The price of gold rose above $500 an ounce for the first time since 1987 on Tuesday, extending a rally that has defied market tradition and perplexed some traders and money managers.
Gold for February 2006 delivery closed at $503.50 an ounce in regular New York trading on Tuesday, up 20 percent over the past six months. The contract for December delivery closed at $499.10.
Investors traditionally pile into gold as a safe haven when the dollar drops, inflation rises and economic calamity looms. The trouble is, none of those things appears to be happening.
The dollar is rising, inflation appears in check and the U.S. economy, while shaky in spots, does not seem headed for immediate disaster. Economic reports released Tuesday were uniformly rosy. Consumer confidence, demand for big-ticket durable goods and new-home sales all were up.
So why is everyone so bullish on bullion?
Answers from commodities traders and money managers vary. Among the most popular is that oil-rich countries in the Middle East are using gold as a new place to park some of their vast energy profits, while central banks in Asia and elsewhere are diversifying foreign reserves by moving money out of U.S. Treasuries and into gold. Officials in Russia, South Africa and Argentina have all said in recent weeks that they may increase their gold reserves.
"A number of second- and third-tier central banks have examined their assets and decided that they are a little light on gold and perhaps they should go pick some up," said Dennis Gartman, an economist and editor of the Suffolk, Va.-based Gartman Letter, which analyzes investment trends.
The run-up has exasperated Gartman, who usually warns people away from gold because it has a long history of burning individual investors who try to guess which way prices will go. "I've been bullish on gold lately and I hate myself for it," Gartman said. "Usually I don't like the gold bugs."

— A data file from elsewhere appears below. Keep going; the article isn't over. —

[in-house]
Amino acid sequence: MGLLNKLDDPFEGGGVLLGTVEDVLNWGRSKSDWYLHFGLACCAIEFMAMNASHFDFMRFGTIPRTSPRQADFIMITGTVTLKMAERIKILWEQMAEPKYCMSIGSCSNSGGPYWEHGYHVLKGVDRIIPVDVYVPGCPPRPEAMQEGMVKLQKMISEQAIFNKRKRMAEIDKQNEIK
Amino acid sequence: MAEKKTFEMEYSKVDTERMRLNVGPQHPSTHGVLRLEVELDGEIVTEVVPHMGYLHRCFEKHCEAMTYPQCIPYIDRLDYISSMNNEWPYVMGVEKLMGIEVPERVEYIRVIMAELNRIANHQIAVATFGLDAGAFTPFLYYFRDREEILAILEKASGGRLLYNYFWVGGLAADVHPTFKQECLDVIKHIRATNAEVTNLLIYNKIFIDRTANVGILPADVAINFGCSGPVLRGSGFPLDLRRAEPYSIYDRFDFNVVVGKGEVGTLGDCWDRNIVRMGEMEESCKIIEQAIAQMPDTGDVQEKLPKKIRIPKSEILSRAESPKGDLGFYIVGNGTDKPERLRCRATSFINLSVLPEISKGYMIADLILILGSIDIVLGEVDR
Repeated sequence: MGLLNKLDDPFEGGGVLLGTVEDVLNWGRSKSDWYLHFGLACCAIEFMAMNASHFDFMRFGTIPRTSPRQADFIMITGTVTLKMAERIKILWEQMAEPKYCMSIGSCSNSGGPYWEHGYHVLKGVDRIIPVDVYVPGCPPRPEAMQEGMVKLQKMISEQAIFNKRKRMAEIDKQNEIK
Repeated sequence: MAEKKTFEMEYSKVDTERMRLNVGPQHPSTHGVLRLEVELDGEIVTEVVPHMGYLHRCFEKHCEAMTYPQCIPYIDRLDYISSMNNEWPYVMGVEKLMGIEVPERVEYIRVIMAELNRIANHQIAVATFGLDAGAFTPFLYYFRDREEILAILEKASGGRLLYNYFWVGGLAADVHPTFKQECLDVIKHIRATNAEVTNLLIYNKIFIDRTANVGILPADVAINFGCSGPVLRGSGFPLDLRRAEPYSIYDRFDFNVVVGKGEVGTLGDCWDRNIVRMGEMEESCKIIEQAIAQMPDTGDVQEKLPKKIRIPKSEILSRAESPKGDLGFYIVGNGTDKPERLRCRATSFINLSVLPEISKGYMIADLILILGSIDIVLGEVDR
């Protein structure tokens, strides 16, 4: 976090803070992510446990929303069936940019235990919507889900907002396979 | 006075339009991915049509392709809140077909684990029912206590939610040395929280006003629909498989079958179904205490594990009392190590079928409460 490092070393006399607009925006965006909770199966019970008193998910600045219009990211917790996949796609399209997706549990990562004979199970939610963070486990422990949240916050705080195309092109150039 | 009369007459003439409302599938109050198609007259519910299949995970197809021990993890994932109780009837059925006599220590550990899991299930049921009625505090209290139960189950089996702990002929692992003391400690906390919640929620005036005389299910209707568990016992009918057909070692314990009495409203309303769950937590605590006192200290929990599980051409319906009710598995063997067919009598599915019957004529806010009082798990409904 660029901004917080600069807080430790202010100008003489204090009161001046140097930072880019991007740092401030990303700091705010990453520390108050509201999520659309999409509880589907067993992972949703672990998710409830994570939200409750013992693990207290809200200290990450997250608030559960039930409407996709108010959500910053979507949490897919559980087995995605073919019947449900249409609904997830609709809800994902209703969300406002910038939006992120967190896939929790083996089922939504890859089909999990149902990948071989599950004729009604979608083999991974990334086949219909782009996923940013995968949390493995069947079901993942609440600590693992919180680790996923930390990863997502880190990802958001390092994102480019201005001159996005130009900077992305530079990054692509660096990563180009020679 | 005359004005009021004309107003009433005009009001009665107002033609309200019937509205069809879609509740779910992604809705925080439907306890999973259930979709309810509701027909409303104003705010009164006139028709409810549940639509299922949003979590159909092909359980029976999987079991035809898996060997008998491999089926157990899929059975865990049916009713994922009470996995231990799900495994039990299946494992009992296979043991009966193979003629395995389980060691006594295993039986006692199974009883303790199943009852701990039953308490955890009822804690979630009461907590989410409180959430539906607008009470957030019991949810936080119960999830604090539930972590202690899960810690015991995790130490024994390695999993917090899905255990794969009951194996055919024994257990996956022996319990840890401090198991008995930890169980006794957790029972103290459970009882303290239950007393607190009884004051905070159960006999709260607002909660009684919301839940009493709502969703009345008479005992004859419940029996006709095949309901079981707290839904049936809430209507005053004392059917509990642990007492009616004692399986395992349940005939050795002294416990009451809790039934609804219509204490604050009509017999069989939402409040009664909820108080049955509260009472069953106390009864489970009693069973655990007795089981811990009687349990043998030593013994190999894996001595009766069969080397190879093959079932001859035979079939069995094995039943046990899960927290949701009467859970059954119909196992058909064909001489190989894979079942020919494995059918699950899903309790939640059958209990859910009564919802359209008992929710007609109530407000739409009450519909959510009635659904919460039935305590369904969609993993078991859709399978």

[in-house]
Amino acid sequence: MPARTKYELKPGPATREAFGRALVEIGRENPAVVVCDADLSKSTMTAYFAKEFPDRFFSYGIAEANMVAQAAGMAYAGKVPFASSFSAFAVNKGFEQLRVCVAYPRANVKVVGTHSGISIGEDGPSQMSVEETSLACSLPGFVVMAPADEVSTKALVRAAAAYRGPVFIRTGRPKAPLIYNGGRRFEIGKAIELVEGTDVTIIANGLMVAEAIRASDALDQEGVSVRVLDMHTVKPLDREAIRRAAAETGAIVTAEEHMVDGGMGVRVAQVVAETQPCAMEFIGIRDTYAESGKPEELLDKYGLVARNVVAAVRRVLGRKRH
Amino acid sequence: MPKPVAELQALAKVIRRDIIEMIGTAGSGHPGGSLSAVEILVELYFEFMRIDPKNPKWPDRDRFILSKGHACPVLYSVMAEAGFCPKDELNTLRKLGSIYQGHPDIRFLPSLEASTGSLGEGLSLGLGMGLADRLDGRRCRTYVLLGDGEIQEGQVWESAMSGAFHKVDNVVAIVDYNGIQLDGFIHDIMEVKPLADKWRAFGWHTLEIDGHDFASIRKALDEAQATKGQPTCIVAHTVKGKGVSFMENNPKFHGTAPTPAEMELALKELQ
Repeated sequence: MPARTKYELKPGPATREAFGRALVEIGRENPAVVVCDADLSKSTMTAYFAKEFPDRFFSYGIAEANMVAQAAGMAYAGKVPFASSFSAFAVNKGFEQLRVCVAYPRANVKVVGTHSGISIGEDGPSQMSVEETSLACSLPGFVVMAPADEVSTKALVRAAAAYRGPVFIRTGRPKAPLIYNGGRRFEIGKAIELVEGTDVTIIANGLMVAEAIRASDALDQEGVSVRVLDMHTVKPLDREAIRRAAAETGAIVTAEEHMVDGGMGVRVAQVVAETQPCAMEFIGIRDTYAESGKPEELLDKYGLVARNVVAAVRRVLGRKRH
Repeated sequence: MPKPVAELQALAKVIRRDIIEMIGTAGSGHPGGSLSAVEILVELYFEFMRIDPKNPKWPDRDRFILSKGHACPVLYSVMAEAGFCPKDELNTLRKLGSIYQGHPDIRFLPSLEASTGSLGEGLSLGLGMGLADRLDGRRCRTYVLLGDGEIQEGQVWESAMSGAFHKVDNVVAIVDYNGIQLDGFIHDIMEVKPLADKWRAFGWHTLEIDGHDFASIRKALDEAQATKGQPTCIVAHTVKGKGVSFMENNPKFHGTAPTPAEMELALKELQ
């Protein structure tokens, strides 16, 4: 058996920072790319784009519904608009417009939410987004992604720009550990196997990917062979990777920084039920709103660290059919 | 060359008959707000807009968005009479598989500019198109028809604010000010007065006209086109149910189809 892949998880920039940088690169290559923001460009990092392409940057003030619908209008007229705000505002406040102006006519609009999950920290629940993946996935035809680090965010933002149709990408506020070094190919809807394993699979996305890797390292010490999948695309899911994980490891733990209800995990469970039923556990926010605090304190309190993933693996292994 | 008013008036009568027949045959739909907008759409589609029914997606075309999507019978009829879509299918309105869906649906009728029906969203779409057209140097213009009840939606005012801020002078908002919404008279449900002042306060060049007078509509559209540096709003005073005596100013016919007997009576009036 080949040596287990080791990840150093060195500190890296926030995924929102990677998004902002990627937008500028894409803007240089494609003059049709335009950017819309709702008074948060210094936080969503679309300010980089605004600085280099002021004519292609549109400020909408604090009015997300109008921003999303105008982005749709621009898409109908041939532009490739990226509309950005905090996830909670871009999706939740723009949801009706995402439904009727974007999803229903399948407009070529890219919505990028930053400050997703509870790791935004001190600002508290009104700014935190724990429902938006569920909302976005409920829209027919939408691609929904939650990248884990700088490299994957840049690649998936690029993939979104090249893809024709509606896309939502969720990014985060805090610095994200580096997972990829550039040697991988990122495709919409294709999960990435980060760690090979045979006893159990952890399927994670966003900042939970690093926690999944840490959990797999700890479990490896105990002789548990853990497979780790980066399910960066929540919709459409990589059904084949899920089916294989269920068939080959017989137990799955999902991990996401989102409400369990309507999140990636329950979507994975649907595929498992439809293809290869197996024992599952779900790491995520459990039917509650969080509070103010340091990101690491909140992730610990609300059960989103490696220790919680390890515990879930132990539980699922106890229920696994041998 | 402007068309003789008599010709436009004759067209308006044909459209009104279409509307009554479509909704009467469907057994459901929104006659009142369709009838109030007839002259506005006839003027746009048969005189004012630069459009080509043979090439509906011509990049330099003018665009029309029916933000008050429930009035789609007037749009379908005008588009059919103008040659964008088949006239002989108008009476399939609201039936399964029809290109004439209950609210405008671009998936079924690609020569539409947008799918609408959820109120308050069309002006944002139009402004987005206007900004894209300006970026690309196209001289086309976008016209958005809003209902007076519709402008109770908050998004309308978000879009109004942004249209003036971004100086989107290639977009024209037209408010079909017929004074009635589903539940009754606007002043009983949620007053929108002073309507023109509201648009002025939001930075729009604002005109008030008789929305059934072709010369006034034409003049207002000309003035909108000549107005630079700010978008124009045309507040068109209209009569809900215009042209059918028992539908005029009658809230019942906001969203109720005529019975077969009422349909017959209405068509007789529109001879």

Gartman said he thinks gold prices have probably peaked, at least for the moment. But he expects gold to go higher in the long term, given the growing worldwide demand, especially from India and China, for all kinds of commodities, including gold, copper and platinum. Worldwide gold production has also been dropping. Output in South Africa, the world's largest gold producer, fell 15.4 percent in the 12 months ended in September, the biggest such drop in nine years.
But Richard Bernstein, chief U.S. strategist at Merrill Lynch & Co., said the surge in gold prices is not based on fundamentals of supply and demand. "People have to remember that the number one player in all commodities right now is hedge funds," he said. "It's all speculation. In gold, it's an inflation trade. Hedge funds are long gold and short Treasury notes."
"Long" means betting that a commodity's price will rise. "Short" means betting it will fall. Hedge funds are lightly regulated investment vehicles that cater mostly to sophisticated, wealthy investors but are increasingly used by average investors and pension funds.
Hedge funds typically bail out of a trade after it starts to become popular with the general investing public, and there are indications that that could be happening with gold. For example, the assets of StreetTracks Gold Shares, an exchange-traded fund that uses investors' money to buy gold bullion, rather than futures contracts, have exploded to $3.6 billion in its first year of existence.
Gartman, despite his recent bullishness on gold, said such figures worry him. "If somebody is thinking of investing in gold right now, I would tell them to go sit down, have a cup of coffee and take a deep breath because I wouldn't be surprised to see gold back down to $400 or $450 by the end of the year," he said. "The very fact that this is making the front page of business sections should give people a lot of caution."